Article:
By Agrippina Fadel
Chabad Jewish Center of Tamarac invites residents to celebrate the High Holidays with special services and a four-course Rosh Hashanah dinner.
Rabbi Kopel Silberberg said the High Holidays are a beautiful time for the Jewish community. “For many, it brings back memories of family and tradition. Ultimately, we strive to make it a very meaningful time.”
Rosh Hashanah commemorates the world’s creation and marks the beginning of the Days of Awe, a 10-day period of introspection and repentance that culminates in the Yom Kippur — or the Day of Atonement.
The celebration at Chabad starts on Sunday, September 25, on Rosh Hashanah Eve, with evening services at 6:45 p.m., candle lighting at 6.56 p.m., and a delicious brisket community dinner at 7.30 p.m. The dinner costs $30 for adults and $18 for children, with several sponsorships and donation options available. RSVP and purchase tickets here.
Monday, September 26, and Tuesday, September 27, Chabad hosts morning services, Shofar Blowing, and special children’s services. Chabad also holds a special Shofar in the Park event at 6 p.m. on Monday, September 26, at Veteran’s Park on the corner of Southgate and University.
Rabbi Silberberg said Chabad started the park event during Covid to offer an outdoor experience — and it caught on.
“It is not a full service. We gather for 30 minutes, blow the shofar, do the Tashlich – prayer associated with water, which is why we do it by the canal and sing some Jewish songs. We try to get as much inspiration as possible in that half-hour for those who cannot or are uncomfortable going to regular services,” he added.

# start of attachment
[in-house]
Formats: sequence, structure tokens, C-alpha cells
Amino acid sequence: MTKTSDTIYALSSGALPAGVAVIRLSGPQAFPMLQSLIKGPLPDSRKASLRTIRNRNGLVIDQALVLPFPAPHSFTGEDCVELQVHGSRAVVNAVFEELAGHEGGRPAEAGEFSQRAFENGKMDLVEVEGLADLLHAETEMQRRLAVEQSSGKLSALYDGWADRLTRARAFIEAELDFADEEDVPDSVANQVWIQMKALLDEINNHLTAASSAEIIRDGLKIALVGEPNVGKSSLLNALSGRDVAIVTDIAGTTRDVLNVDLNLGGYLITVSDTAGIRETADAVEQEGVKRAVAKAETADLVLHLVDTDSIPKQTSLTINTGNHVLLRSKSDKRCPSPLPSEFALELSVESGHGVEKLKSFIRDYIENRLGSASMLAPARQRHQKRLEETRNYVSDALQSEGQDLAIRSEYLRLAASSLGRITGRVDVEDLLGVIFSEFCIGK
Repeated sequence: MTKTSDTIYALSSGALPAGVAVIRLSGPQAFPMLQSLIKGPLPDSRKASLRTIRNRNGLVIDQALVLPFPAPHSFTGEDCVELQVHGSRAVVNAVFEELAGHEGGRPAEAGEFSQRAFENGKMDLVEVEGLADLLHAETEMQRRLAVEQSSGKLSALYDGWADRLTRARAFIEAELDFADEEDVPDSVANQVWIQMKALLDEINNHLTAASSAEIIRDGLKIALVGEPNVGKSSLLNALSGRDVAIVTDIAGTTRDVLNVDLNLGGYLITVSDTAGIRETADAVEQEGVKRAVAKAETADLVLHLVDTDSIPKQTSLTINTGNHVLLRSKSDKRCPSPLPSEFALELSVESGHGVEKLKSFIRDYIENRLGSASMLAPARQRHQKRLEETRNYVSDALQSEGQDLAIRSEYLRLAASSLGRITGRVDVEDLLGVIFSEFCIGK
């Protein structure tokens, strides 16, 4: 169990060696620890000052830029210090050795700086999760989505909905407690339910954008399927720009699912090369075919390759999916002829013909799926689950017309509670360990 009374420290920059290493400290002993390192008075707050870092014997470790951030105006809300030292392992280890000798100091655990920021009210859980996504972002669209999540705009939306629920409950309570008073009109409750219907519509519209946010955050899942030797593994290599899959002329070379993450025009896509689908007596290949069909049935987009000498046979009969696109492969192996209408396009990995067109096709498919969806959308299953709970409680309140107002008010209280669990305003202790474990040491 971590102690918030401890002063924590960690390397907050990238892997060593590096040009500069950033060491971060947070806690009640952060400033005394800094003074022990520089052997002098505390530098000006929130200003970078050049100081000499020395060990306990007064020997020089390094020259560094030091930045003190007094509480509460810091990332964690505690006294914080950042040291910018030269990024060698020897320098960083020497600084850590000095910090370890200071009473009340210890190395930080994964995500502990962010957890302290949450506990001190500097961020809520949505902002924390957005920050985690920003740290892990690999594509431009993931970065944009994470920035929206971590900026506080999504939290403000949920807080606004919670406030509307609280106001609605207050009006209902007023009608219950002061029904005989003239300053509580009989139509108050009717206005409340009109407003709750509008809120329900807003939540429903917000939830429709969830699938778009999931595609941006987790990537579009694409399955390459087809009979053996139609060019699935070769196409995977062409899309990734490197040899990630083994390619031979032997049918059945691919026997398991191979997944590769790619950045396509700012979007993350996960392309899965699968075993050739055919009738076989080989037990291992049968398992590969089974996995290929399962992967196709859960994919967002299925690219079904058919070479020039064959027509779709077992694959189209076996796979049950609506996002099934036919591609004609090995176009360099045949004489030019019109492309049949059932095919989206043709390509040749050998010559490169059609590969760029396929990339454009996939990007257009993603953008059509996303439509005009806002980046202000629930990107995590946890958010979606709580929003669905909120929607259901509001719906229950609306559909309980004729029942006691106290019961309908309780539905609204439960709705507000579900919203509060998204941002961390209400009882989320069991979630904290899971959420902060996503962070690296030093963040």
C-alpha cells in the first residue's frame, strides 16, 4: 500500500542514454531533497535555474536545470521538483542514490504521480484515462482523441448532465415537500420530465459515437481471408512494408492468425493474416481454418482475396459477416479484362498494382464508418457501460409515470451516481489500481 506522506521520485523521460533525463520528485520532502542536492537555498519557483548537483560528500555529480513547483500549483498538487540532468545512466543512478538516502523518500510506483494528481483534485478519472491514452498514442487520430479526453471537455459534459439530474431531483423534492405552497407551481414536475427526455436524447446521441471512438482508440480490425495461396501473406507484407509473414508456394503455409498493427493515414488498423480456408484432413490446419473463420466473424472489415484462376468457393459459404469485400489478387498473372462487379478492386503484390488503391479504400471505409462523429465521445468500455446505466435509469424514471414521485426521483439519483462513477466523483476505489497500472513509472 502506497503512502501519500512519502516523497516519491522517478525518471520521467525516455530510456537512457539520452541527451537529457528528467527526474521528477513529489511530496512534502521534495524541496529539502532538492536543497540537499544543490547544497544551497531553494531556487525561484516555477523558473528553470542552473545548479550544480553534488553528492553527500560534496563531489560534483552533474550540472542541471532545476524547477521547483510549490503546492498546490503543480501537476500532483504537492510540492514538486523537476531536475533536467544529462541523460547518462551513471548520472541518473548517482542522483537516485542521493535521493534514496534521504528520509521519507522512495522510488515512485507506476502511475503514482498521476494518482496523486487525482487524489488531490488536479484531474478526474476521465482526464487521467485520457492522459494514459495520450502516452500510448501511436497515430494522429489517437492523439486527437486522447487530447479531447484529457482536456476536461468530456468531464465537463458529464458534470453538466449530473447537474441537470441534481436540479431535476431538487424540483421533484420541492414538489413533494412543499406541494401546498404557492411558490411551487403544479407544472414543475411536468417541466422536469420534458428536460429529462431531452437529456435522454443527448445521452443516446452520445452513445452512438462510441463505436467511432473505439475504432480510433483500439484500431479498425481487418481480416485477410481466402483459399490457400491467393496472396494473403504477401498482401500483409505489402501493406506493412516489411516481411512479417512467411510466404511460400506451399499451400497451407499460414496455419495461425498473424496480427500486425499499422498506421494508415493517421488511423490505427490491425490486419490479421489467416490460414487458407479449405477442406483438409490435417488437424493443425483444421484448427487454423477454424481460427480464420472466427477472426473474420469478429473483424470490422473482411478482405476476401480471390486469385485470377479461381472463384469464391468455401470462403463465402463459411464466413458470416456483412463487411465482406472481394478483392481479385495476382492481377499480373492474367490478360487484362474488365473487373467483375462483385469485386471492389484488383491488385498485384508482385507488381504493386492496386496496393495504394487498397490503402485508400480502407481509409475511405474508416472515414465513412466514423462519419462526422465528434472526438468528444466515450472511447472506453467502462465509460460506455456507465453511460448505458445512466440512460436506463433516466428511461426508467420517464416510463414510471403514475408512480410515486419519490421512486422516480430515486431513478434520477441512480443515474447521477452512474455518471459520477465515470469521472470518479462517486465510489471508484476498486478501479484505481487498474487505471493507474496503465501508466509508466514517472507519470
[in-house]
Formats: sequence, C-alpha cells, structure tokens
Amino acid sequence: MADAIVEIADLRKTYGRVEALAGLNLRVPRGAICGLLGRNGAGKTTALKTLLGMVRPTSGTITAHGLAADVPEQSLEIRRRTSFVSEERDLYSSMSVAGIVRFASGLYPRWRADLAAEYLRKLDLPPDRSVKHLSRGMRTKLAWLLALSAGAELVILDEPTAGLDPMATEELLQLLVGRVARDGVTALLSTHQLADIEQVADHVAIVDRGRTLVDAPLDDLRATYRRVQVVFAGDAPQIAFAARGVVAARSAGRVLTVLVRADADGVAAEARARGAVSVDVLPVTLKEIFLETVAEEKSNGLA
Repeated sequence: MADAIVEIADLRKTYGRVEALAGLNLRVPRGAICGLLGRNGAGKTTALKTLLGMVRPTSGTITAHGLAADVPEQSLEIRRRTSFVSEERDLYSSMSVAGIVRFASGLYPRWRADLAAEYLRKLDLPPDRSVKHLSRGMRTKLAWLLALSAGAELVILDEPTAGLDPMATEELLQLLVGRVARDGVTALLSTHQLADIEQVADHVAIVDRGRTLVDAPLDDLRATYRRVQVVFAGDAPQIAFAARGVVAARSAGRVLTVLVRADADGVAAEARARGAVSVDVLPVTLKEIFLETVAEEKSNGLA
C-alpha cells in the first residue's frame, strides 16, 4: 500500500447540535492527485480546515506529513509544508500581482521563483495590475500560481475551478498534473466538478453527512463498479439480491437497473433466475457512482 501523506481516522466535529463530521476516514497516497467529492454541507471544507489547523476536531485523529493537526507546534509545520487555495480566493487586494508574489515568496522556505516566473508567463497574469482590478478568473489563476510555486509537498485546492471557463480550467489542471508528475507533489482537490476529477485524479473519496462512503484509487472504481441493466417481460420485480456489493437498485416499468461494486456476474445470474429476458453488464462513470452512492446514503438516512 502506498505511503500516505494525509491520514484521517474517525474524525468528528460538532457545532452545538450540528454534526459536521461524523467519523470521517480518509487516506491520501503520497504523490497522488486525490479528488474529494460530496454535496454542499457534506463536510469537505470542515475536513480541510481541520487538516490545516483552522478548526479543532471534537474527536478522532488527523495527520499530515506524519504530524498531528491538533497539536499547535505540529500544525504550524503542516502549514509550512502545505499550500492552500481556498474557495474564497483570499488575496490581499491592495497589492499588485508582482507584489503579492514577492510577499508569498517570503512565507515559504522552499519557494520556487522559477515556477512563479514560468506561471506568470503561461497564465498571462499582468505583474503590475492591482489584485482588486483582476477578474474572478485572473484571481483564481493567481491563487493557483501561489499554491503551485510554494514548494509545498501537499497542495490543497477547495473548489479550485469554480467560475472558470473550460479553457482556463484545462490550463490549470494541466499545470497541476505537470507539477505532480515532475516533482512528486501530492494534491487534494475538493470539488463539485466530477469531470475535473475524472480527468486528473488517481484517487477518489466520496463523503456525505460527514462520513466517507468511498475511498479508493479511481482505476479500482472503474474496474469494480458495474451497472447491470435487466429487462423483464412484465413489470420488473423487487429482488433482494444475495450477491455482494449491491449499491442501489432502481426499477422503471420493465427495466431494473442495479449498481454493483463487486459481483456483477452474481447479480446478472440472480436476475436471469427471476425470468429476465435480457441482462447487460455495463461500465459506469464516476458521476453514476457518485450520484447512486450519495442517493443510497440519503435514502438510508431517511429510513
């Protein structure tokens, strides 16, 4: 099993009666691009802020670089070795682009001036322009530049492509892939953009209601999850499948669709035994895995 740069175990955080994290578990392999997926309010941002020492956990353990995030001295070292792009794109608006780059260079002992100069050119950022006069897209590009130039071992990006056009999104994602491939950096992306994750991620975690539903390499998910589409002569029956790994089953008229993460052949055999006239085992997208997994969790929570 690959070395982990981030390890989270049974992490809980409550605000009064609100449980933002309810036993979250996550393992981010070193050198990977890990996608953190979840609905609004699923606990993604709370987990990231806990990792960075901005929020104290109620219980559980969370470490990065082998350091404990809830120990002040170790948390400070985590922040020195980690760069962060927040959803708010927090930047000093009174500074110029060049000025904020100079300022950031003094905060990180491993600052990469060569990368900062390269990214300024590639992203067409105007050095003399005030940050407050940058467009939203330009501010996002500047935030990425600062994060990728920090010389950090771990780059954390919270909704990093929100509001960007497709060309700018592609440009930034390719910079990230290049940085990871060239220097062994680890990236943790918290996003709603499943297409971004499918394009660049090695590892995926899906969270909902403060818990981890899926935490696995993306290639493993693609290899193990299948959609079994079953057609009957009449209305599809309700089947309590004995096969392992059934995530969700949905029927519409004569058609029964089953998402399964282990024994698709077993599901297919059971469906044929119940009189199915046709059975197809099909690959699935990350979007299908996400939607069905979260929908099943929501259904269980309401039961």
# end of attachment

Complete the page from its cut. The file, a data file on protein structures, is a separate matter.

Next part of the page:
Rabbi Silberberg said that Rosh Hashanah is the Jewish New Year, often called the “head of the year.” “We believe that just like the head controls the body, so does the way we act during the Rosh Hashanah affects the rest of the year,” he explained.
He added that the blowing of the shofar, a traditional trumpet made from a ram’s horn, is the essence of Rosh Hashanah and the most essential part of the celebration and the services. “That’s why we have it in both services and at the park later.”
“At Chabad, we try to create ways to celebrate that make everyone feel comfortable. We believe you don’t have to be affiliated or a member to come in and join us, be it the full services, Shofar at the Park, or the Rosh Hashanah dinner,” said Rabbi Silberberg, adding that although the prayers at the services are in Hebrew, there are English explanations and accompanying stories.
“The celebrations are open to anyone, and we would love to see the community join us during this High Holiday season,” he said.
Chabad Jewish Center of Tamarac is located at 8100 N. University Dr.
- Agrippina Fadel grew up in Siberia and received her master's in journalism from Tyumen State University. Agrippina is also a writer and editor at Draftsy.net. She has been a US resident for over ten years and speaks English and Russian.
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